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1984 is an odd classic. It’s futuristic sci-fi that tells of a date in the future, that is already behind us. But the principles it shows are still valid today, and are worth significant thought. This is the sort of book you can’t really digest in one sitting.

Even so, I finished this book on a six-hour car ride. But even though I didn’t have anything else to read, the book was riveting. George Orwell is a master of writing and he knows his craft well. This book is engaging , but it grips you without resorting to mindless action sequences. By far, this is a thinking book, and more so even than thinking, a rethinking and digesting book.

The story is familiar to many: a totalitarian government that controls even the thoughts of its people. The book centers around Winston, a member of the government Party and a worker who aids in rewriting history. He begins to have counter-revolutionary thoughts and these lead him to a secret lifestyle that he seeks to hide even from the far-reaching government. He discovers a lover, Julia, and together they escape the government and they defy it by their illicit love affair. But eventually, they are discovered, and both taken to prison. There, the Party and Big Brother seek to rewrite their thoughts, before they kill them for disloyalty.

It’s obvious why this is a thinking book. There are deep ideas presented in this book that take time to understand. This is an adult book, and not just because of the sex it freely presents between Julia and Winston (which is not even explicitly shown, but rather factually presented).

This is a book which must be read with caution, because it presents deep ideas that deserve a second look. There is salvation and redemption here — or is it damnation and condemnation that are presented? There is the government which foully proves humanity’s depraved nature as it seeks to prolong warfare — or is it a welcoming overlord that saves people from themselves? The ending scene in the book reads almost like salvation, yet it is the account of a character who has given in and is shortly going to be killed. Just as the government in the book deals in many seeming contradictions — double-think, it’s called — so the book itself contains many seeming contradictions. It’s a book that will get you thinking, if only to understand it. 1984 is a book rightfully regarded as a classic, and it makes bold claims about human nature, life, and religion.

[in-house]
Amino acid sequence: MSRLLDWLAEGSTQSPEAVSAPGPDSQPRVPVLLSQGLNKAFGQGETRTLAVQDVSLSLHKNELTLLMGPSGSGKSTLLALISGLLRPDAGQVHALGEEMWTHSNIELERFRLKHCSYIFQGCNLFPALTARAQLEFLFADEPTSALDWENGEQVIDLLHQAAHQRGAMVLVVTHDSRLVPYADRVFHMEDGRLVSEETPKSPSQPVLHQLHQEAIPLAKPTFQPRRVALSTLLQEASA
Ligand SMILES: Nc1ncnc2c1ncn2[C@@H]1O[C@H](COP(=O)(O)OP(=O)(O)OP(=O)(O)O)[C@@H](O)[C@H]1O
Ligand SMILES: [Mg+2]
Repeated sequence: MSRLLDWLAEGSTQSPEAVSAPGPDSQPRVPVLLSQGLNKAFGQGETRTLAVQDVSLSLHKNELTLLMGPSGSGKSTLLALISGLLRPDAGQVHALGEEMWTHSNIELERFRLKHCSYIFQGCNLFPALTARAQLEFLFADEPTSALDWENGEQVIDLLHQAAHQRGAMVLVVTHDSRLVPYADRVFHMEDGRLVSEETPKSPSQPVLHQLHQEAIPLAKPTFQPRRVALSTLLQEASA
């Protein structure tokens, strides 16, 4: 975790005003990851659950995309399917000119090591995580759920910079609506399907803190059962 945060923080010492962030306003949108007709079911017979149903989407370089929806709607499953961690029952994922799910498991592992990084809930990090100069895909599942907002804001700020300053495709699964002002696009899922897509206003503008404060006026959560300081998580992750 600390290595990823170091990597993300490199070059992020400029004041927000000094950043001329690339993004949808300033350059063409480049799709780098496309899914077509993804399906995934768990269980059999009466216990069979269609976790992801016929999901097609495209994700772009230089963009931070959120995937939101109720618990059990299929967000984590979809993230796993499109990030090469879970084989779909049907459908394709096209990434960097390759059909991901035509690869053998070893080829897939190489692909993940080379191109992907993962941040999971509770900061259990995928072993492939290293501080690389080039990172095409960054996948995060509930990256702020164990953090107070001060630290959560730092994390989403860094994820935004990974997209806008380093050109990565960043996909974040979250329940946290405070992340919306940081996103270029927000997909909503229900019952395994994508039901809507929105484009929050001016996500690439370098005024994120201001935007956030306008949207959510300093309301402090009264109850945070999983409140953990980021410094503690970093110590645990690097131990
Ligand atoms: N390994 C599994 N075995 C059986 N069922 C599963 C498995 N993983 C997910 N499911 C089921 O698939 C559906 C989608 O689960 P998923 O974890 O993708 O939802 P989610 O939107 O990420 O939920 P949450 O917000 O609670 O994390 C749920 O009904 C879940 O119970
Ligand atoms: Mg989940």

I can neither recommend nor not recommend this book. It’s marked as not recommended, only because I prescribe caution. This is a book that deals with deep ideas, and needs to be treated as such. It’s not possible to read 1984 merely for entertainment (it isn’t with any book, really). Just as the telescreens in 1984 are always on, influencing the citizens, so will this book influence you unsuspectingly, if you do not read it carefully.

~ Andrew
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Published on 15 July, 2013. Last updated on

2 Comments

  1. Mark Coddington

    Good review (I’ll admit I was a bit worried when I saw the recommendation, but ’twas a good decision ;)). I was too young when I read the book for school one result of which was that for a few years I ended up believing that History can be changed. But if someone is old enough, 1984 is an excellent read.

    • Andrew Joyce

      It’s really interesting how reading a book when you are too young can totally change your view of the book. I agree, this book is definitely a good read properly taken.

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Into the Book was born out of a crazy idea of a blog that'd provide book reviews for teens. There aren't very many book review websites out there exposing awesome, high-quality Christian literature, and there are even fewer that target teenagers. Since 2009, we've been providing high-quality book reviews to the world through our blog. Into the Book has grown around reviews since then, but it remains our oldest project.

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